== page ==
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Reader comment on item: The Way to Peace

Submitted by Sandra Goldstein (United States), May 8, 2017 at 02:55

I think you have skirted what is perhaps the most challenging aspect of this situation, namely- what, precisely, should be the terms of the peace agreement?

My guess- from your emphasis on "Palestinian defeat"- is that you would prefer for the terms of the peace to lean in favor of the Israelis, with your reason being that the Palestinians should just acknowledge their defeat, and thus consequently give up any hopes of ever getting a deal more favorable to them.

However the problem I see with such an approach, is that regardless of their "defeated" status- the more skewed the terms are against them, the less likely it will be that they'll agree to them.

And so instead of achieving peace, we just drag out this miserable stalemate into perpetuity.

But alternately, if the compromise point were to be shifted more to the middle, then achieving peace becomes more likely, because better deals have better chances of being accepted by the other side.

Although of course, we can't go too far in the direction of the Palestinians either, because likewise, then the Israelis might not be willing to agree to the deal.

In a nutshell: peace will come when a compromise point is found that both sides are able and willing to get to- and so the whole entire problem basically boils down to determining what this optimal compromise point is... that point for which there will be enough people on both sides, that can come to the understanding that having peace is better than having whatever they'd be giving up in this compromise. (These really aren't political statements... it's all just basic logic & common sense.)

Your counterpart, on the other side, would be BDS... Like you, they do not seek peace though having a mutually agreed upon compromise that's about half-way in between, but rather, you both strive for peace through a decisive, definitive defeat of the other side. And this is because (in the case of both of you) the deals that you wish for are so far tilted towards your own side's interests, that you know full well that the only way the other side will accept them, is if they're forced to, through defeat. But the main drawback to a settlement via defeat versus a settlement via compromise, is that the former could take *MUCH* longer, thus greatly delaying the attainment of peace.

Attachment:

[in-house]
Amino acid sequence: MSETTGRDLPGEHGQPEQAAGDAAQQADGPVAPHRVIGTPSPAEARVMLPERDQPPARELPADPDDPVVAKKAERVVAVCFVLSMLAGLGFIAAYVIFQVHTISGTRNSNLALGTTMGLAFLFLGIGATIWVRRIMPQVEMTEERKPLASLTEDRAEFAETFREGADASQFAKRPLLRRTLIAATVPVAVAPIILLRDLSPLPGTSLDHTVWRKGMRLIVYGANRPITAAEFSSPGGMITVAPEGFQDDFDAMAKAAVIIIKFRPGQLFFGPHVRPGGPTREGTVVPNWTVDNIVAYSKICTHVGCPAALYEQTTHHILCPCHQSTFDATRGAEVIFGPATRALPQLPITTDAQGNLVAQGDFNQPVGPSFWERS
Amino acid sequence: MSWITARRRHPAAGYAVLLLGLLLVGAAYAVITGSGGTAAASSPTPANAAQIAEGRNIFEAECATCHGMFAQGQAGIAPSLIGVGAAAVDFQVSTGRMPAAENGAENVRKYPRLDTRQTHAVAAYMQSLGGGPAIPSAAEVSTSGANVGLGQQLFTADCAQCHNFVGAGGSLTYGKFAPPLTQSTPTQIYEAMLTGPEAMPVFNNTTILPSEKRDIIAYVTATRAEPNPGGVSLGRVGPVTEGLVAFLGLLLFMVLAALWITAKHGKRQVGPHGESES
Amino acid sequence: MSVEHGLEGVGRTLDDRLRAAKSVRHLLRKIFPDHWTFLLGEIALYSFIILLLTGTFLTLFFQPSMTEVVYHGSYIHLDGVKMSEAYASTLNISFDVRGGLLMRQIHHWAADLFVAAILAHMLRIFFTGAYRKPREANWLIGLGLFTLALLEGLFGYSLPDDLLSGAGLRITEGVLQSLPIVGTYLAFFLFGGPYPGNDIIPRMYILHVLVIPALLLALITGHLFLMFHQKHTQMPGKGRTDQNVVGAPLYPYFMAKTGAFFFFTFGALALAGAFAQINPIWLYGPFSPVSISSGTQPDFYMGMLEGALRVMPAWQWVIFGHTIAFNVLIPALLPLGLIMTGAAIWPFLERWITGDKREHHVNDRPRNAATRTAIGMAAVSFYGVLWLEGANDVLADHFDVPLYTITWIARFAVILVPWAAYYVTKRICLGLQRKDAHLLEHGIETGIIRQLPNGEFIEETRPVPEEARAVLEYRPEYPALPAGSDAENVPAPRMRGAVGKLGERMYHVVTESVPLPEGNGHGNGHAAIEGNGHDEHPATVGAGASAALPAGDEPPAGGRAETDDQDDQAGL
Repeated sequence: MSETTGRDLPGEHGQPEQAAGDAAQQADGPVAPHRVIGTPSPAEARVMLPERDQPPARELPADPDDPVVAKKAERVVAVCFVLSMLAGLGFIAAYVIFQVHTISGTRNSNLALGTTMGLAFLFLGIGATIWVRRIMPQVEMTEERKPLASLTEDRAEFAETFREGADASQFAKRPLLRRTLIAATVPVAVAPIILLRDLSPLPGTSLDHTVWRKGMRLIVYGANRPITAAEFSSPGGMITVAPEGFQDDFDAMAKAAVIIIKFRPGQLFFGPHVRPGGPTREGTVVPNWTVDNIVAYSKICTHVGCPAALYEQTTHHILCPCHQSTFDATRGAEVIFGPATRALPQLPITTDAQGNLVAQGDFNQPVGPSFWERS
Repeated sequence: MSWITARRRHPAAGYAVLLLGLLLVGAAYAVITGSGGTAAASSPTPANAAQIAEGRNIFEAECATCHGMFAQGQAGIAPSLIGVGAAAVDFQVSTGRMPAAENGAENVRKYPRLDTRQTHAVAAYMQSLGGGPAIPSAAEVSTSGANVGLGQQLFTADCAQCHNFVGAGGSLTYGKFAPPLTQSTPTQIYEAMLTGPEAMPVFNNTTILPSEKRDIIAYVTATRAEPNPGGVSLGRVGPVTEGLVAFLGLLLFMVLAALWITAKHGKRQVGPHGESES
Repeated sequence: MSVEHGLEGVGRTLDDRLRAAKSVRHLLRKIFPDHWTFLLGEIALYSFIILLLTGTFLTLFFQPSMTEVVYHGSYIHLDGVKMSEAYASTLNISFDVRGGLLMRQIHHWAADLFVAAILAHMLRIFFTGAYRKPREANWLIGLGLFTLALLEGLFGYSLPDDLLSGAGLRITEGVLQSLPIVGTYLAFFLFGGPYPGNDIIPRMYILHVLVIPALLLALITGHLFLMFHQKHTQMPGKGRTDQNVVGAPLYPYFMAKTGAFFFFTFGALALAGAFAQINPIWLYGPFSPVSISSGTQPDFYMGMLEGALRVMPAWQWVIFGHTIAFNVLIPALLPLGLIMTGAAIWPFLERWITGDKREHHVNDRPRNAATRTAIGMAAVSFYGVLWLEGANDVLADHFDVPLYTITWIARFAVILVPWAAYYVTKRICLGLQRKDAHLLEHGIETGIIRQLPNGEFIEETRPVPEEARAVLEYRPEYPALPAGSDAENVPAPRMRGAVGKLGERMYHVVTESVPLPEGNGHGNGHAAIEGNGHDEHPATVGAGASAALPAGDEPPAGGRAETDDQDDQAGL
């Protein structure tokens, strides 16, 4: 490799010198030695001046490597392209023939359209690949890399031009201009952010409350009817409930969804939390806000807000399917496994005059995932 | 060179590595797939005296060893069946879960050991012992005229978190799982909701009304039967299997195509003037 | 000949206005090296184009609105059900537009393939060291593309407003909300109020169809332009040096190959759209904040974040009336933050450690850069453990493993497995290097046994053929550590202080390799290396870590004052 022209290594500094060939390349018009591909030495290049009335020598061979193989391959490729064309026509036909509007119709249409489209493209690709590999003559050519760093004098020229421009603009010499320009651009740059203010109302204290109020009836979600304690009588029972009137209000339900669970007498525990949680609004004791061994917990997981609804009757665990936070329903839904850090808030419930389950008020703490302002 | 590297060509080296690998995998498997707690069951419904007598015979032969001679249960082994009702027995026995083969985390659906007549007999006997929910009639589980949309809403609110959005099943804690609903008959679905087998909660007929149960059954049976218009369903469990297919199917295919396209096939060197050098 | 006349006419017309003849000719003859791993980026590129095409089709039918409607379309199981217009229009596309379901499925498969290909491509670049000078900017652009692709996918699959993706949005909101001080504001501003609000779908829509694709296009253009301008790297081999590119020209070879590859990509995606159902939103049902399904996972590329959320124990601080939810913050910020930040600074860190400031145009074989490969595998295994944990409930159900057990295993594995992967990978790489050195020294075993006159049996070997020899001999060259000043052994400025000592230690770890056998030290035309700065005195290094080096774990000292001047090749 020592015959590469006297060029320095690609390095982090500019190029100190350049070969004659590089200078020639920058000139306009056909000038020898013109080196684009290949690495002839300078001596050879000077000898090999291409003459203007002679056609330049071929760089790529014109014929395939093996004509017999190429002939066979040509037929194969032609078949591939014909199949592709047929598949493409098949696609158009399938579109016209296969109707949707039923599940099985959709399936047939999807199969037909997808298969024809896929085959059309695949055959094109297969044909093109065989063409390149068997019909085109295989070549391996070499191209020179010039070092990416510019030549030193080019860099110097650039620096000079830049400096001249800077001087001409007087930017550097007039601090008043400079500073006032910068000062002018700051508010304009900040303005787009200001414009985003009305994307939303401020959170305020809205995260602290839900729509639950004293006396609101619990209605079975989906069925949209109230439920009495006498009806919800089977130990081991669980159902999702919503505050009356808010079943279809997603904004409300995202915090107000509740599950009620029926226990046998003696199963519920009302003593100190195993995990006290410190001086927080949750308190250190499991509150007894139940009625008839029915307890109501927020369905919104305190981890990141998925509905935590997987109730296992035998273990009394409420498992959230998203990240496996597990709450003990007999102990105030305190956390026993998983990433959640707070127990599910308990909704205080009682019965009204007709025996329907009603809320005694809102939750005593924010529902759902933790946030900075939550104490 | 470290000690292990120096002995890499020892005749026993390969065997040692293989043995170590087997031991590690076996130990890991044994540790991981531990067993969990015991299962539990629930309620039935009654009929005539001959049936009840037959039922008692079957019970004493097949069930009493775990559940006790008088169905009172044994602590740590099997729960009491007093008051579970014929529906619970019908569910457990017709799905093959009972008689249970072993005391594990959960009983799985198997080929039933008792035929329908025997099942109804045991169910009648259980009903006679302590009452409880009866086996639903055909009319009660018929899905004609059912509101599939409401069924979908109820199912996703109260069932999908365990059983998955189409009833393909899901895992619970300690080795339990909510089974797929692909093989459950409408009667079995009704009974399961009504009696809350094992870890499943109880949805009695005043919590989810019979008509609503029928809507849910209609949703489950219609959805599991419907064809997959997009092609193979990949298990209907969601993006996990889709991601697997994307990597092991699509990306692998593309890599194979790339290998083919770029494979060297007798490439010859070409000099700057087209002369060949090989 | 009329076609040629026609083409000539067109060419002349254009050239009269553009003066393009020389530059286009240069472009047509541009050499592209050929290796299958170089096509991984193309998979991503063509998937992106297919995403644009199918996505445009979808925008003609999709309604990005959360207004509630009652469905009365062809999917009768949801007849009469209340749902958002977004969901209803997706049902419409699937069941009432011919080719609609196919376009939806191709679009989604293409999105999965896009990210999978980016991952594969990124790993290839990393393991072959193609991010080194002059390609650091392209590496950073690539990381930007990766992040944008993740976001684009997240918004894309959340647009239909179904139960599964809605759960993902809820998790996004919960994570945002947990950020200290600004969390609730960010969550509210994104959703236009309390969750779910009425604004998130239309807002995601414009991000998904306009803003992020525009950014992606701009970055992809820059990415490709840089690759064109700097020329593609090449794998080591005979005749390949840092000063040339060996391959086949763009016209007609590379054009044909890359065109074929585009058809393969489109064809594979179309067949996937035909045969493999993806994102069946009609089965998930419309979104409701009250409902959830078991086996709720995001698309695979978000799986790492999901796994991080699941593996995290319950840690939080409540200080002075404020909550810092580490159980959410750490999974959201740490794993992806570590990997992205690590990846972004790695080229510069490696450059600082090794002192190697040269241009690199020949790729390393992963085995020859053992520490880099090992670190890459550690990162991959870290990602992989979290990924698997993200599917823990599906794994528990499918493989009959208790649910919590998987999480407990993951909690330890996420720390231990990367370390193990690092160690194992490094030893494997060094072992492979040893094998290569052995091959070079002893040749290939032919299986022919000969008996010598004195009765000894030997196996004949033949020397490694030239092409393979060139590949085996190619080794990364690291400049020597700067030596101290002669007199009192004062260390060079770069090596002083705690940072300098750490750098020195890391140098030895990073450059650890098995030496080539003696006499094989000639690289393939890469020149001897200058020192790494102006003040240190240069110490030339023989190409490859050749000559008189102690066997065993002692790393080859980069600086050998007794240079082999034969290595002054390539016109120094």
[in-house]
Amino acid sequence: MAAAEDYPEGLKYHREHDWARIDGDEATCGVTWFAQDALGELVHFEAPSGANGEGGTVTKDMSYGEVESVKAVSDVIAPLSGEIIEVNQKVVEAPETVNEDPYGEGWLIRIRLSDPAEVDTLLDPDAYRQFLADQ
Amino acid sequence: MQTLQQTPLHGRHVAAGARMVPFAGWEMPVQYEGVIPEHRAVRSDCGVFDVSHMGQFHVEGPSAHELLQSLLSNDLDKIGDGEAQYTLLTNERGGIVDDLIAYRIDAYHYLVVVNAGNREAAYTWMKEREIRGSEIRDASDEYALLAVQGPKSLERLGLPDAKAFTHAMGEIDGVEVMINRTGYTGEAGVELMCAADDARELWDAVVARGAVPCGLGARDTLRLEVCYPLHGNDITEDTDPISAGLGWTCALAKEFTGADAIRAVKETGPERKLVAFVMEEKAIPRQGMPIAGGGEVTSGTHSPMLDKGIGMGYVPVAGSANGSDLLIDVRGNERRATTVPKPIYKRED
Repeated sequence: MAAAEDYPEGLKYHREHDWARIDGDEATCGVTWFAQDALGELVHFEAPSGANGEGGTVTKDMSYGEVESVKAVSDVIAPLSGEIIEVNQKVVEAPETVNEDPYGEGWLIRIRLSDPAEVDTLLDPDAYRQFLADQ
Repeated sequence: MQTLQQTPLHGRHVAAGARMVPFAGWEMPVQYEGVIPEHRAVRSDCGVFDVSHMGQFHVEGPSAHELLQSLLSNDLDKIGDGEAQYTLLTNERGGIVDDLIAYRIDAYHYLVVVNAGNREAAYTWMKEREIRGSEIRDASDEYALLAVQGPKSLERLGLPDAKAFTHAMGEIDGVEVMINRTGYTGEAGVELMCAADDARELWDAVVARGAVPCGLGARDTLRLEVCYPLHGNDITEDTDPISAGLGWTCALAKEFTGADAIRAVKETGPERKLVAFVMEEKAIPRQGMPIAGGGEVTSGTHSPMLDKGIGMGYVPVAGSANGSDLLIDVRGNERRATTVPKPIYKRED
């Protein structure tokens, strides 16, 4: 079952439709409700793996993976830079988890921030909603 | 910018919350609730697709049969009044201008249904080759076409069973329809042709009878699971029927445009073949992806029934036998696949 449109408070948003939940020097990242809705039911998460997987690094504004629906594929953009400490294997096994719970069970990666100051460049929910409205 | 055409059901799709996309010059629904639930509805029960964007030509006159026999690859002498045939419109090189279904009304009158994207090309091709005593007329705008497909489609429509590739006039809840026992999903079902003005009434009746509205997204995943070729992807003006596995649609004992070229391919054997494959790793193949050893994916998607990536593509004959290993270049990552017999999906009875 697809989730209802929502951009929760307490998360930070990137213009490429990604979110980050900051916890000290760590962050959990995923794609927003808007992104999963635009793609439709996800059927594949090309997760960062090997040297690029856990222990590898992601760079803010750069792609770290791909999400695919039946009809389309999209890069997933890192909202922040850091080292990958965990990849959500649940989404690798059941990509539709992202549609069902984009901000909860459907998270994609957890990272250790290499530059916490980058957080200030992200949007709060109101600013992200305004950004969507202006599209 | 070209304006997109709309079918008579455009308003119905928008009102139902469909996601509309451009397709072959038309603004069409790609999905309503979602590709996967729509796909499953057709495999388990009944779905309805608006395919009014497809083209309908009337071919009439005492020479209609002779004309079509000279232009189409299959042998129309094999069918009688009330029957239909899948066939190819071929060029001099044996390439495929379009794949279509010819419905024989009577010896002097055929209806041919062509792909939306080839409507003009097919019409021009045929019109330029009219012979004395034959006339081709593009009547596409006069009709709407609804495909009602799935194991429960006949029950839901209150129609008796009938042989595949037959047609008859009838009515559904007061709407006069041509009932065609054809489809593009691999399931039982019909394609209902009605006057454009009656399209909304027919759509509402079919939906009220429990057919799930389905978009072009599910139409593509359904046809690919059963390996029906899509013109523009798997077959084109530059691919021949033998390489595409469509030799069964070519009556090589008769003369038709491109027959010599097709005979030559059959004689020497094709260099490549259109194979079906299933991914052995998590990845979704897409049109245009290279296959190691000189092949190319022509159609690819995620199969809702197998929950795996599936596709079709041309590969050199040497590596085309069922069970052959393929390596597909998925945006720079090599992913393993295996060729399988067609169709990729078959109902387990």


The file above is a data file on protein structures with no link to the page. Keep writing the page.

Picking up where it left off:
For instance, in the case of BDS, they're striving for an economic defeat- but how long might it take for them to garner enough support from the world at large, for the boycott to impact Israel's economy to such an extent that it will cause Israel to succumb to the movement's demands? Well, this essentially will happen when the hardships inflicted upon the Israelis by the boycott, outweigh whatever negative consequences the Israelis feel may come about as a result of complying with the terms of the boycotters. And thus, the central question: when, exactly, might this threshold be reached- how far into the future will this be? (I'm guessing, it could be quite far...)

Whereas, if BDS were to scale back on their demands somewhat, then Israel would be more likely to acquiesce, sooner rather than later.

I've mainly been speaking in vague generalities thus far, but now for some concrete details...